Thai court to rule on election winner's bid to change royal insults law


Pita Limjaroenrat (centre) leaving the Constitutional Court in Bangkok, on Jan 24, 2024 after the court ruled that he can retain his seat in Parliament. - AP

BANGKOK: A Thai court will on Wednesday (Jan 31) rule on whether an opposition party plan to amend a law against insulting the monarchy is unconstitutional, in what could set a precedent for future moves to change one of the world's strictest lese majeste laws.

Move Forward, the biggest party in parliament, won last year's election on a progressive platform that included a once unthinkable proposal to amend the lese majeste law, which carries penalties of up to 15 years in jail for each perceived insult of Thailand's powerful crown.

In a country where reverence for the monarch has for decades been promoted as central to national identity, the law, under which at least 260 people have been prosecuted in the past few years, is seen by many royalists as sacrosanct.

Move Forward's plan outraged conservatives and saw the party's attempt to form a government torpedoed by lawmakers allied with and appointed by the royalist military.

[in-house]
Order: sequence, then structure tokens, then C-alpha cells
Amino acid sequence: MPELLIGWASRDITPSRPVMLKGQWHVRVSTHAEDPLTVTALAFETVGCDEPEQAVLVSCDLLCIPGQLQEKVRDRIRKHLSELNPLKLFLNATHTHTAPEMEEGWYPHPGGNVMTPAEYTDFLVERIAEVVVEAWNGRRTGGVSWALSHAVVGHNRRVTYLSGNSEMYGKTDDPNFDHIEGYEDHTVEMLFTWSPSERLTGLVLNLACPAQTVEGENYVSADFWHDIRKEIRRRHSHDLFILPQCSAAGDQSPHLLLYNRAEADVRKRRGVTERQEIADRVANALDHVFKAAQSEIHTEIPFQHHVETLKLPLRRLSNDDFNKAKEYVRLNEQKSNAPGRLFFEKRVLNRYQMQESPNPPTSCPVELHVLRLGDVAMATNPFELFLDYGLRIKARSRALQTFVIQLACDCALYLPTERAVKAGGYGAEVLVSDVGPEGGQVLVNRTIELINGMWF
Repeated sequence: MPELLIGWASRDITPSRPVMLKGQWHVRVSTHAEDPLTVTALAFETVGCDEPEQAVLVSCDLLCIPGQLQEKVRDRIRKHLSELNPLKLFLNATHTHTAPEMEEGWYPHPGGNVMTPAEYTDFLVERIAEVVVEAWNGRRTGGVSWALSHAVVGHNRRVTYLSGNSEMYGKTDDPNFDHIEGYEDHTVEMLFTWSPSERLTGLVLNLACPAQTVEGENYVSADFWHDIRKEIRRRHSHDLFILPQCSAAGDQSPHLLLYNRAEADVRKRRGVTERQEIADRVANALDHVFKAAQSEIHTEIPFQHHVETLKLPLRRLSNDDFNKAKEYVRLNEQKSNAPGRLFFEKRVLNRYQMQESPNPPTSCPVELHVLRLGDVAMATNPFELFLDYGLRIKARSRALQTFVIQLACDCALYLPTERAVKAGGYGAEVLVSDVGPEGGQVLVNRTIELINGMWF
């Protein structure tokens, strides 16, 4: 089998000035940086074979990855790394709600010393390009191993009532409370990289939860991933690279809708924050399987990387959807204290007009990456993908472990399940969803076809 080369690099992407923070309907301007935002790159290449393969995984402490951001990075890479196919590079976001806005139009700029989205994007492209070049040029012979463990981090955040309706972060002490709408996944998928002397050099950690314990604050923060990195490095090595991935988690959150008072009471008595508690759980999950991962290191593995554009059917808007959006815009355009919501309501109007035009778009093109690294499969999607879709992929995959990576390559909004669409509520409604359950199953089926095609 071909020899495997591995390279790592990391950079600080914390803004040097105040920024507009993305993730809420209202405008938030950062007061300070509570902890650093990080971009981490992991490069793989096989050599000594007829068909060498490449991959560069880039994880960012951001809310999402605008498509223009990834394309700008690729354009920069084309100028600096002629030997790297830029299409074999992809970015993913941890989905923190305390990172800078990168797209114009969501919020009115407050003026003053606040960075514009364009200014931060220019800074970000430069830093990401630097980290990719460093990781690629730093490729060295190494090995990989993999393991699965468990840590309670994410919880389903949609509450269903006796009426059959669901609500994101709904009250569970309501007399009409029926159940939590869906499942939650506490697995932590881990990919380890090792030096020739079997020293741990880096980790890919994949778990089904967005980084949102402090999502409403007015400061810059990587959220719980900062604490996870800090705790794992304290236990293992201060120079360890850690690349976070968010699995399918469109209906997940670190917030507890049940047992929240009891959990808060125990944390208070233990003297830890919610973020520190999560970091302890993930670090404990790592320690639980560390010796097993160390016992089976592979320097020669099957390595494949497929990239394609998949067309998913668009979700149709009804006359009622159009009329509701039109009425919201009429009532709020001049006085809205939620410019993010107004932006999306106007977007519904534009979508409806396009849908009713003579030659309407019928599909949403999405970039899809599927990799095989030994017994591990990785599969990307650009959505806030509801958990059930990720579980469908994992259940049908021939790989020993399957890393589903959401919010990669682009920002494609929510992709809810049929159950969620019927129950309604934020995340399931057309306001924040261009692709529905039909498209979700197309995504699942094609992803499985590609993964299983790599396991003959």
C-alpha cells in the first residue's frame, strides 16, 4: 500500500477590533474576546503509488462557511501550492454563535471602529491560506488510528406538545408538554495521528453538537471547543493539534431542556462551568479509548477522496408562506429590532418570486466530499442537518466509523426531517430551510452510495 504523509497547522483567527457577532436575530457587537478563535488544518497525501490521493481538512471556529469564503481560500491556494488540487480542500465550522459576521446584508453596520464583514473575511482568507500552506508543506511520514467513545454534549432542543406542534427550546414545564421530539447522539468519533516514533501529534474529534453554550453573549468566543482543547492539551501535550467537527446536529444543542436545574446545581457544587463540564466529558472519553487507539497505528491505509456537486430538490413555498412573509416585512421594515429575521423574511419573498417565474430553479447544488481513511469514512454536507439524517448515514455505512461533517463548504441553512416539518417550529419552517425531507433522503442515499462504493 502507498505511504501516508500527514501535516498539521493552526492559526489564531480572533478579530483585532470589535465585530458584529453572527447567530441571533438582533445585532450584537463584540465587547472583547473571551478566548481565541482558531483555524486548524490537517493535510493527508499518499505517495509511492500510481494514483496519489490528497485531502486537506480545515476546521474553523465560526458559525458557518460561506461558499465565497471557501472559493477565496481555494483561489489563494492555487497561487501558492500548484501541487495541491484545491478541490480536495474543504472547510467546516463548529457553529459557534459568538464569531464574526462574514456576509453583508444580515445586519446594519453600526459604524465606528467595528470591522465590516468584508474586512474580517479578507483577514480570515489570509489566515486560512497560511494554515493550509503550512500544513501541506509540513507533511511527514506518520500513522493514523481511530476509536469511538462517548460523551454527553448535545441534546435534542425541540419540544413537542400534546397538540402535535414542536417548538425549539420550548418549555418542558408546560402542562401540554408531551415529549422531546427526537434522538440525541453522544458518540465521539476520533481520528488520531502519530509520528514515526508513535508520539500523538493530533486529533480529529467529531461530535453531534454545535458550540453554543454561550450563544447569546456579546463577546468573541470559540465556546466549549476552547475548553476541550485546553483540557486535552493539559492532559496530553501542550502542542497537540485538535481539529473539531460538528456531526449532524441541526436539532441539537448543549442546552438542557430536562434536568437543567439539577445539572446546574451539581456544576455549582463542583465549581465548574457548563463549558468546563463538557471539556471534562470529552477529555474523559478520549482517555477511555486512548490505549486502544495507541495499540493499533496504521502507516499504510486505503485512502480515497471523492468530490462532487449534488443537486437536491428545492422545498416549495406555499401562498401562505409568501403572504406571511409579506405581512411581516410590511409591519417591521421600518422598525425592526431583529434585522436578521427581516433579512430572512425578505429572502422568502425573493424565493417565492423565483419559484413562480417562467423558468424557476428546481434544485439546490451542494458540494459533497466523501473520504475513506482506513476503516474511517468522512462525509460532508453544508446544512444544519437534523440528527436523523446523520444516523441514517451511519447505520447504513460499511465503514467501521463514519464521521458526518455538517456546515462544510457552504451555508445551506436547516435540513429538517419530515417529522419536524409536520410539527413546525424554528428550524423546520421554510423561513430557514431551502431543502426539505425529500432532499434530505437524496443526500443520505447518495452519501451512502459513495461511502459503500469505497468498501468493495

A case was also lodged with the Constitutional Count to decide if Move Forward's plan was tantamount to an attempt to "overthrow the democratic regime of government with the king as a head of state."

The ruling will be the court's second involving Move Forward in a week, in what the party's supporters fear is the start of a campaign to stifle a hugely popular, anti-establishment movement pursuing bold reforms to upend the status quo.

The court last week cleared its leader, Pita Limjaroenrat, 43, of breaking election laws, but the charismatic former prime ministerial hopeful is also implicated in the second case, in which Move Forward could be compelled to abandon its quest to change the royal insults law.

Activists say article 112, as the law is known, has been abused by conservative politicians to sideline and smear liberal opponents. Move Forward argues changing it would strengthen the constitutional monarchy and stop the law being misused.

Though Wednesday's court ruling will not prescribe punishments for Pita or his party, some politicians have suggested it could pave the way for an effort to seek its dissolution and political bans for its leaders.

The verdict could have repercussions that go far beyond Move Forward, according to Thitinan Pongsudhirak, a political analyst at Bangkok's Chulalongkorn University.

"It could set precedent for future efforts to amend article 112," he said.

"It is also about sovereignty... whether the people's representatives are allowed to amend or revise laws." - Reuters

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Thailand , court , Pita , lese majeste , law

   

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